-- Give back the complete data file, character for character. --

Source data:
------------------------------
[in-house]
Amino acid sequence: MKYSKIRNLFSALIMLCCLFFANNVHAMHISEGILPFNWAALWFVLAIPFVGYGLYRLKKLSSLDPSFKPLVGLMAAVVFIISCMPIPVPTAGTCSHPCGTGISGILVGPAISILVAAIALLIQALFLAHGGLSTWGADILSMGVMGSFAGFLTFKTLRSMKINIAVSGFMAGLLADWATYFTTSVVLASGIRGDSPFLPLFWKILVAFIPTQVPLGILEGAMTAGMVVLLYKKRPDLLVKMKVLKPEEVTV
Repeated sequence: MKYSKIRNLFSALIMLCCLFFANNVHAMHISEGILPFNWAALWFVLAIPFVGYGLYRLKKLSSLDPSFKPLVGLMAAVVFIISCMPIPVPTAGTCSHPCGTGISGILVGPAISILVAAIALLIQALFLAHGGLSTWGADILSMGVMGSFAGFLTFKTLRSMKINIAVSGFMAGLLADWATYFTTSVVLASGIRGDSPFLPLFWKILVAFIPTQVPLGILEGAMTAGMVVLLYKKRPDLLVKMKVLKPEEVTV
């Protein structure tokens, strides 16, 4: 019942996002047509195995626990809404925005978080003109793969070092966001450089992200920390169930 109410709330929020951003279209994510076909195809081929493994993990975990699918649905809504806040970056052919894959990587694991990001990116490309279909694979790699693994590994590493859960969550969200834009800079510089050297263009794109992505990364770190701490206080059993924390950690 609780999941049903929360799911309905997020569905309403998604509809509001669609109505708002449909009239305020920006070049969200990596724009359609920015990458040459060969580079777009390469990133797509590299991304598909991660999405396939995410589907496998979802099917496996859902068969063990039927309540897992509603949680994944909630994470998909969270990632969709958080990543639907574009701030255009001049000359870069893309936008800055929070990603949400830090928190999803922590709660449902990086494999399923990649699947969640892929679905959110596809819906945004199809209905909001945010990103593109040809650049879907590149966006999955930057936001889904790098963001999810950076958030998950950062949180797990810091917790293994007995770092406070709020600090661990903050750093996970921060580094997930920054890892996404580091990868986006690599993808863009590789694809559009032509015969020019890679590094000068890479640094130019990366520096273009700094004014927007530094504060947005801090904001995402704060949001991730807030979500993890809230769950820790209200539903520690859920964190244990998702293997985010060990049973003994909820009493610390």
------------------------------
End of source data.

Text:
[in-house]
Amino acid sequence: MKYSKIRNLFSALIMLCCLFFANNVHAMHISEGILPFNWAALWFVLAIPFVGYGLYRLKKLSSLDPSFKPLVGLMAAVVFIISCMPIPVPTAGTCSHPCGTGISGILVGPAISILVAAIALLIQALFLAHGGLSTWGADILSMGVMGSFAGFLTFKTLRSMKINIAVSGFMAGLLADWATYFTTSVVLASGIRGDSPFLPLFWKILVAFIPTQVPLGILEGAMTAGMVVLLYKKRPDLLVKMKVLKPEEVTV
Repeated sequence: MKYSKIRNLFSALIMLCCLFFANNVHAMHISEGILPFNWAALWFVLAIPFVGYGLYRLKKLSSLDPSFKPLVGLMAAVVFIISCMPIPVPTAGTCSHPCGTGISGILVGPAISILVAAIALLIQALFLAHGGLSTWGADILSMGVMGSFAGFLTFKTLRSMKINIAVSGFMAGLLADWATYFTTSVVLASGIRGDSPFLPLFWKILVAFIPTQVPLGILEGAMTAGMVVLLYKKRPDLLVKMKVLKPEEVTV
């Protein structure tokens, strides 16, 4: 019942996002047509195995626990809404925005978080003109793969070092966001450089992200920390169930 109410709330929020951003279209994510076909195809081929493994993990975990699918649905809504806040970056052919894959990587694991990001990116490309279909694979790699693994590994590493859960969550969200834009800079510089050297263009794109992505990364770190701490206080059993924390950690 609780999941049903929360799911309905997020569905309403998604509809509001669609109505708002449909009239305020920006070049969200990596724009359609920015990458040459060969580079777009390469990133797509590299991304598909991660999405396939995410589907496998979802099917496996859902068969063990039927309540897992509603949680994944909630994470998909969270990632969709958080990543639907574009701030255009001049000359870069893309936008800055929070990603949400830090928190999803922590709660449902990086494999399923990649699947969640892929679905959110596809819906945004199809209905909001945010990103593109040809650049879907590149966006999955930057936001889904790098963001999810950076958030998950950062949180797990810091917790293994007995770092406070709020600090661990903050750093996970921060580094997930920054890892996404580091990868986006690599993808863009590789694809559009032509015969020019890679590094000068890479640094130019990366520096273009700094004014927007530094504060947005801090904001995402704060949001991730807030979500993890809230769950820790209200539903520690859920964190244990998702293997985010060990049973003994909820009493610390």